The Kelly Cup has been bent out of shape – a sign of the hard partying it's been a part of since the Komets captured it Friday at Memorial Coliseum – and it's bound to endure more.
Thursday's stop on the Kelly Cup tour was at Citizens Square, where Mayor Tom Henry honored the Komets for capturing the 10th championship in their 69-season history. Henry declared it “Fort Wayne Komets Day” with a proclamation.
“It's really interesting what you can witness when you have a group of men walk on the ice unbridled. And look what happened. You can really see the professionalism that they exhibited and that (Cup-clinching) game was truly something to behold,” Henry said.
“For you citizens who have never been to a hockey game, you should begin to really experience what hockey is all about, and the talent and work ethic that goes on behind the scenes to make the type of team that we witnessed winning the championship.”
The Komets won the final series 3-1 over the South Carolina Stingrays, capped by a 2-1 victory in front of a sellout crowd of 10,477 at the Coliseum.
“I didn't think I'd ever be up here, especially for a championship moment like this,” said forward Jackson Leef, a native of Fort Wayne. “I watched the Komets as a kid and my whole life. It's just pretty amazing, very special, especially with the year we had with all the (safety) protocols. To end it like this, especially with full (fan) capacity for the final game, it's very special.”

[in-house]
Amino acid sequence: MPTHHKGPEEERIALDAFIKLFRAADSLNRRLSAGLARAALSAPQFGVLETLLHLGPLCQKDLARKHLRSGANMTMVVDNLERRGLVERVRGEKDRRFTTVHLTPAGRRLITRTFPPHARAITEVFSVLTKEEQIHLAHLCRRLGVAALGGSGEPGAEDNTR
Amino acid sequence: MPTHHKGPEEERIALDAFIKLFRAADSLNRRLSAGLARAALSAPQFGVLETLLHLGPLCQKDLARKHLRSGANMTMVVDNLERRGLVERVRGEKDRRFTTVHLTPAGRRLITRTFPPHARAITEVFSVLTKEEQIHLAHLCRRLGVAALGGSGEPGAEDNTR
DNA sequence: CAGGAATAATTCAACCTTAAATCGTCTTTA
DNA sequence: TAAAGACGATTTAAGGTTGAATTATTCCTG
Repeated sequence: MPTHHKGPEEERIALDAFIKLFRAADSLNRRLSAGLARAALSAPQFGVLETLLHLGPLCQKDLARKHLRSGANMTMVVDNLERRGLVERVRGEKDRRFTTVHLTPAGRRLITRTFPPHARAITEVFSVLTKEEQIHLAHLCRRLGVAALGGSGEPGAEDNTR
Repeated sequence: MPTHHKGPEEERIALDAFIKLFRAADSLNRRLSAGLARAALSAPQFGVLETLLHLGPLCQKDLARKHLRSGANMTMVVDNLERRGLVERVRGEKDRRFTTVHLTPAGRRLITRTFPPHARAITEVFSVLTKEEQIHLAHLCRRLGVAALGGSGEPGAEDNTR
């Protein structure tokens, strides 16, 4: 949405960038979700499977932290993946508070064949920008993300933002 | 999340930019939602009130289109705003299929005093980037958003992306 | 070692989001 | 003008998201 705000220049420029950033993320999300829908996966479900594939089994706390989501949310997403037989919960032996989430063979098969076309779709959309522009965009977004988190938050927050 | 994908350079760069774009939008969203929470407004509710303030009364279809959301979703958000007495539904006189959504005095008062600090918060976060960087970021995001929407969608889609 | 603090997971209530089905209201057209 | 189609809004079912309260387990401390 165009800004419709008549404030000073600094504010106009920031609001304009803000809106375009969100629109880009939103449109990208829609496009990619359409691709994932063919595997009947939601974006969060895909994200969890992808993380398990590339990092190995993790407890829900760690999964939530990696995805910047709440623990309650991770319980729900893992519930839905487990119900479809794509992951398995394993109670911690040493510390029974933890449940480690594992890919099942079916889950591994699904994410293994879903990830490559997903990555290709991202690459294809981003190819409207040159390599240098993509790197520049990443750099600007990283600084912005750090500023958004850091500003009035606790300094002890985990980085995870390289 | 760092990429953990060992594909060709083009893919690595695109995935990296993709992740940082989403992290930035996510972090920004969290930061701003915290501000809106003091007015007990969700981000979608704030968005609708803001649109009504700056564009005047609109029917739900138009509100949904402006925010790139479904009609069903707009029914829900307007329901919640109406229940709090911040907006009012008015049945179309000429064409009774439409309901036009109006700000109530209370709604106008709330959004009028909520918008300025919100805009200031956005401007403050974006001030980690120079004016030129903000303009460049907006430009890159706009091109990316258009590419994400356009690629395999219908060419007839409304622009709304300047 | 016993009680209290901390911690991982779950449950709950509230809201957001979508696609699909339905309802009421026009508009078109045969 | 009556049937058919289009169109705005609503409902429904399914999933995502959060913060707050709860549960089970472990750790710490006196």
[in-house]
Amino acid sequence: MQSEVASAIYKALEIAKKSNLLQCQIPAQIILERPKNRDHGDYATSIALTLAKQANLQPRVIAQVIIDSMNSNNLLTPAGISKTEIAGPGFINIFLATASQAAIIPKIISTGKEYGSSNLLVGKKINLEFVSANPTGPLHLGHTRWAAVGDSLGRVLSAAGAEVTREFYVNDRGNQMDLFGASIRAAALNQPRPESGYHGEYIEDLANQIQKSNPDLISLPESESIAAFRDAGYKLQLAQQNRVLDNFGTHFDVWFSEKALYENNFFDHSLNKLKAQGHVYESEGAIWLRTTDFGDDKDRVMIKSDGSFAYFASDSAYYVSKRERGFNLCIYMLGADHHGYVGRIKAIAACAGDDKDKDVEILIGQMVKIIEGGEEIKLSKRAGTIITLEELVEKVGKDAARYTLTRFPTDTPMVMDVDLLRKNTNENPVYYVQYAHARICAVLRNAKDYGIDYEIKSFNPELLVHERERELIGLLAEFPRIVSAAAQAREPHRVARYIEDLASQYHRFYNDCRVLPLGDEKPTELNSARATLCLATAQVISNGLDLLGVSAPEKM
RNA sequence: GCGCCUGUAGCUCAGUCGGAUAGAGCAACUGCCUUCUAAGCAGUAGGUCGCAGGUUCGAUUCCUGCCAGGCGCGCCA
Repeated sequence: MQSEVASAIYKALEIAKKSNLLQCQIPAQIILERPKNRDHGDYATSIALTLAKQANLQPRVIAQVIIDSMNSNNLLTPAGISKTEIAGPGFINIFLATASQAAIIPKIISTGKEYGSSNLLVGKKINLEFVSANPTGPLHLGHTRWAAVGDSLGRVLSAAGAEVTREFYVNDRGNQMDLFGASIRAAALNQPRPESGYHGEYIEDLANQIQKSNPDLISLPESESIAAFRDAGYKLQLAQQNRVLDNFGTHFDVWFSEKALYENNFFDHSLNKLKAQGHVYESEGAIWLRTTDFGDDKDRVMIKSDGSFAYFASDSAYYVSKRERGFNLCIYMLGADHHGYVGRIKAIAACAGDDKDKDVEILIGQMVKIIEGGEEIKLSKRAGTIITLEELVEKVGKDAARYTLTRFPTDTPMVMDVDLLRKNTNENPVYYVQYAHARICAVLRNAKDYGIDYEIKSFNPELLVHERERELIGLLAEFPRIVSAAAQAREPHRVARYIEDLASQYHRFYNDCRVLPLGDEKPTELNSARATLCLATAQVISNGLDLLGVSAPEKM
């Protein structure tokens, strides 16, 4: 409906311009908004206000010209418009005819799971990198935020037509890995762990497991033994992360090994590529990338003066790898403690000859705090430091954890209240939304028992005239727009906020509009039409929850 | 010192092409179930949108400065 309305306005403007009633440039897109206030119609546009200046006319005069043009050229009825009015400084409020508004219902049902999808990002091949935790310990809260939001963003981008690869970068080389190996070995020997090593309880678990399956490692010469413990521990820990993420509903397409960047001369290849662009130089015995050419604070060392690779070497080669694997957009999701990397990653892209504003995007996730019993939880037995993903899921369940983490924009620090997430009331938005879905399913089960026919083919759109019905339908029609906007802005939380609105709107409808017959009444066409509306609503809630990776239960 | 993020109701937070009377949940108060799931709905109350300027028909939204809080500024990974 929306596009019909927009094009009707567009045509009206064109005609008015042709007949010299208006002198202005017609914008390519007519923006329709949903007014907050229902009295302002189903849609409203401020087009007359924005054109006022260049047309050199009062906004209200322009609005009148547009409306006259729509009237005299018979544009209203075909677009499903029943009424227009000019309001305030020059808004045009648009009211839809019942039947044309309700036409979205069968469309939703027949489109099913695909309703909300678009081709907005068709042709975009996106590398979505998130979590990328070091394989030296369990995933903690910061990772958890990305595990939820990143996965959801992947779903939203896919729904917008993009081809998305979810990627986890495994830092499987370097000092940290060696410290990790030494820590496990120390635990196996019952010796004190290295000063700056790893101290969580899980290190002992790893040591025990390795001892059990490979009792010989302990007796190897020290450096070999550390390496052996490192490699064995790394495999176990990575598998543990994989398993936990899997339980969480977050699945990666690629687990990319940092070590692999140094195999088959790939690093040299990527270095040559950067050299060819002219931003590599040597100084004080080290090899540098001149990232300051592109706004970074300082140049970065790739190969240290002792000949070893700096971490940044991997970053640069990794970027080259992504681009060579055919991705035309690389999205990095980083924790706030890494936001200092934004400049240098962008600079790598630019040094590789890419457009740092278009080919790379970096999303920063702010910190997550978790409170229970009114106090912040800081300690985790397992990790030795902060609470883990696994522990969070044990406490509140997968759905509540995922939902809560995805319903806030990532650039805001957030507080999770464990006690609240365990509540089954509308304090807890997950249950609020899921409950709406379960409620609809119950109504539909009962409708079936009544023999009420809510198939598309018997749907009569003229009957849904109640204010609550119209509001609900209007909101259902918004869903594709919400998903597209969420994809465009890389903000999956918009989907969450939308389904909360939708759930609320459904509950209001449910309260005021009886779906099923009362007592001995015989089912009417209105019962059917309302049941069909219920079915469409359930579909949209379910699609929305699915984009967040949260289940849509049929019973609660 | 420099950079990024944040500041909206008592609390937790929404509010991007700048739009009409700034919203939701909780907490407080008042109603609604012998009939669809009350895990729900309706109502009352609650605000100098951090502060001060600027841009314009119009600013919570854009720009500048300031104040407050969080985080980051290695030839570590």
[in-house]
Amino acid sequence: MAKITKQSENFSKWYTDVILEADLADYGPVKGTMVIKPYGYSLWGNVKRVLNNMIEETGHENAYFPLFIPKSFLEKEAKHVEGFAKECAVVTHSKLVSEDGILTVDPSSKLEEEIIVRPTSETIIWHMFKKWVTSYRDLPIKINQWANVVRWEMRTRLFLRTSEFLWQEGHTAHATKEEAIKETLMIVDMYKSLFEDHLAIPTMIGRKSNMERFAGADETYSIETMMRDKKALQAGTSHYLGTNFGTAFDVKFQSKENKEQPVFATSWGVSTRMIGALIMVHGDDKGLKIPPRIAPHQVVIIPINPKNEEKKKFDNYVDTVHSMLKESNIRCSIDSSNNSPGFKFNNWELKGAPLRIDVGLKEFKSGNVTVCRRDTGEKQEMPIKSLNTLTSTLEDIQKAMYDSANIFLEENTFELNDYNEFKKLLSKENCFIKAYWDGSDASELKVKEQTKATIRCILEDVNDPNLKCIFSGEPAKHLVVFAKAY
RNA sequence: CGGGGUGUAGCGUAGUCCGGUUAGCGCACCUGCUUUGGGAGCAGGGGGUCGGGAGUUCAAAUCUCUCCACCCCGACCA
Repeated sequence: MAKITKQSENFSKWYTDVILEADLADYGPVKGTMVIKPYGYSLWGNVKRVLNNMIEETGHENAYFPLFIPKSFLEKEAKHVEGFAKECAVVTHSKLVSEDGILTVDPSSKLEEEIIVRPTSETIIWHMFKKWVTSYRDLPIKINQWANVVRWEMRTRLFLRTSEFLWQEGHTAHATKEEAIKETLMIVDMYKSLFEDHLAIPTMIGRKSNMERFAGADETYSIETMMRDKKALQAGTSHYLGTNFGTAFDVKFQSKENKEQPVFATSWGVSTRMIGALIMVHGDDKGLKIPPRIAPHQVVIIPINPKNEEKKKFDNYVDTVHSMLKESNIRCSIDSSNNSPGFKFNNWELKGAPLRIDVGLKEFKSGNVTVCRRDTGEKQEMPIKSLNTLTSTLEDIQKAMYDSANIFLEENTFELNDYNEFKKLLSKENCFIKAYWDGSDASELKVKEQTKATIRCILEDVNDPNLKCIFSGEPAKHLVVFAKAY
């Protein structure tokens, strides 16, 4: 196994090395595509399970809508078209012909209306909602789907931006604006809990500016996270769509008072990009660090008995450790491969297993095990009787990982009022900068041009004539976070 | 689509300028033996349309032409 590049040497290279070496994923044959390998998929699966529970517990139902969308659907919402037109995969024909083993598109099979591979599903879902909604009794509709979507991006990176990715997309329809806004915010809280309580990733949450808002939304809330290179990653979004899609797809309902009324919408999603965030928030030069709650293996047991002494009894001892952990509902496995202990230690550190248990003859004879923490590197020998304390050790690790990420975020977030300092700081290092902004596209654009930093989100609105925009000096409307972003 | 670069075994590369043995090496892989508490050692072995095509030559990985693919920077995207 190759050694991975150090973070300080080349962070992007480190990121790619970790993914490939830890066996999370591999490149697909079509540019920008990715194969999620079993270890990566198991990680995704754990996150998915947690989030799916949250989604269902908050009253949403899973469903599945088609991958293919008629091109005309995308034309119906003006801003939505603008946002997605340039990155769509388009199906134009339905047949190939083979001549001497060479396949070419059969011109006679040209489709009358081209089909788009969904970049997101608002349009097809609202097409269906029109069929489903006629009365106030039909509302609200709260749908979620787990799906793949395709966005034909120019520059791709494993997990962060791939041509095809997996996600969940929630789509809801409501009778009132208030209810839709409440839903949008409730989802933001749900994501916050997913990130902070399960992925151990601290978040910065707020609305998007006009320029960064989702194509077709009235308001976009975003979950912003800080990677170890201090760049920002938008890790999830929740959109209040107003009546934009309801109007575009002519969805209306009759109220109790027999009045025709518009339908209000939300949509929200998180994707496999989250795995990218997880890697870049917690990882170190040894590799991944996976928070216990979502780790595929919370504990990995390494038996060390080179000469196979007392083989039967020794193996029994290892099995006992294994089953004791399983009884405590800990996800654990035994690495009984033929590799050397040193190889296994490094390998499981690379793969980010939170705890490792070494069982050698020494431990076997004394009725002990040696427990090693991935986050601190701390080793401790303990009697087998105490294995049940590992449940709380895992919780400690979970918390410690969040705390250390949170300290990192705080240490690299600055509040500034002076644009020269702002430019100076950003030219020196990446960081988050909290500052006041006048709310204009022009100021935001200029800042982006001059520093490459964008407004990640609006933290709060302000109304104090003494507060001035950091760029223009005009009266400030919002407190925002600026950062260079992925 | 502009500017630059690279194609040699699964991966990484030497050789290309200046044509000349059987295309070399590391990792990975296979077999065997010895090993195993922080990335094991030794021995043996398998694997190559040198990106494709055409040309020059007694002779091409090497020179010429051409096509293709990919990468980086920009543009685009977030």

Players such as Shawn Szydlowski, A.J. Jenks, Dylan Ferguson and Playoff MVP Stephen Harper have enjoyed much of the spotlight over the past week. But general manager David Franke took time Thursday to explain just how grueling this season was, especially in keeping the players protected from COVID-19.
He thanked athletic trainer Matt Willett, equipment manager Skyler Garver and assistant equipment manager Brendan Fitzgerald for all they did, which included using 770 COVID-19 tests – all of which came back negative.
Franke noted the players had to follow strict protocols, such as only going to pre-approved restaurants and staying in a semi-bubble through their 50-game regular season and 13-game postseason.
“With all the hard work that was done – at all the different levels within our organization – I think we pulled it off. It's unbelievable,” Franke said. “It's still unbelievable that in a COVID year we were able to do this. It's very, very exciting, and winning never gets old.”
The sacrifices made in the players' personal and social lives were rewarded with a championship, Fort Wayne's first since joining the ECHL in 2012.
“Especially being in my hometown, I knew all the spots to go to. I worked at the (SportONE/Parkview Icehouse) and gave a lot of lessons, and I needed to put that all to a halt when the season started and the protocols kicked in, so that was kind of weird,” Leef said. “Going through that, it was a hard year, especially with the battle with all the protocols. The staff, they kept us honest, and the players were really good about staying in.”
It's unlikely the Komets will be able to retain many players from this group. Some will return to the 12 ECHL teams that opted out of the season, others will cash in on big paydays in free agency, others will retire.
For now, the Komets are just enjoying the spotlight and having won a Cup in the strangest of seasons.
“We've been all around town with the trophy and interacted with all the different fans who have supported the team,” forward Anthony Petruzzelli said.
“It's really starting to sink in that we've done it. Everybody's appreciating what we've done and what we've gone through in order to make this happen, and where this team ended up. So it's been an awesome couple of days.”